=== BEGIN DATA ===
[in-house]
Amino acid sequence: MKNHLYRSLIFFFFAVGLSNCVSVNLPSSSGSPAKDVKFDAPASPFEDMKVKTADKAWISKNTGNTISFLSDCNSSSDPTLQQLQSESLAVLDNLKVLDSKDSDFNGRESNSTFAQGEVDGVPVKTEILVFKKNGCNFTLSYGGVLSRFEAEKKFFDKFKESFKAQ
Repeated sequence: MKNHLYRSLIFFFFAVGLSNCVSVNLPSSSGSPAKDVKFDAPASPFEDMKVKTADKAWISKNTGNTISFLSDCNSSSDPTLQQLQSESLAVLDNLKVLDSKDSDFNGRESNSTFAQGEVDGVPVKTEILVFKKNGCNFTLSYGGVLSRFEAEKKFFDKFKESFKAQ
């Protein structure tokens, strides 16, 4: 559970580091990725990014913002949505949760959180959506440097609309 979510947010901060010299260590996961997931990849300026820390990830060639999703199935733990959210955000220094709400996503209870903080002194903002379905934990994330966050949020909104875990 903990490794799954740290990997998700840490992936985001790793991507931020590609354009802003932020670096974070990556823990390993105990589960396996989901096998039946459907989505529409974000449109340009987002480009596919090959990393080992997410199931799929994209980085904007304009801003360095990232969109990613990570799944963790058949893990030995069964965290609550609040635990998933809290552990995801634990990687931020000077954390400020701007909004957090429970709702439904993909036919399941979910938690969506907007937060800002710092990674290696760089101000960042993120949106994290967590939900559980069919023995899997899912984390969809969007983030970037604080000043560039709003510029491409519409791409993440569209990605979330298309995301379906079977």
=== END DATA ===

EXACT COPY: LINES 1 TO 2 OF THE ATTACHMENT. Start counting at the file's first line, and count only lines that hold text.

[in-house]
Amino acid sequence: MKNHLYRSLIFFFFAVGLSNCVSVNLPSSSGSPAKDVKFDAPASPFEDMKVKTADKAWISKNTGNTISFLSDCNSSSDPTLQQLQSESLAVLDNLKVLDSKDSDFNGRESNSTFAQGEVDGVPVKTEILVFKKNGCNFTLSYGGVLSRFEAEKKFFDKFKESFKAQ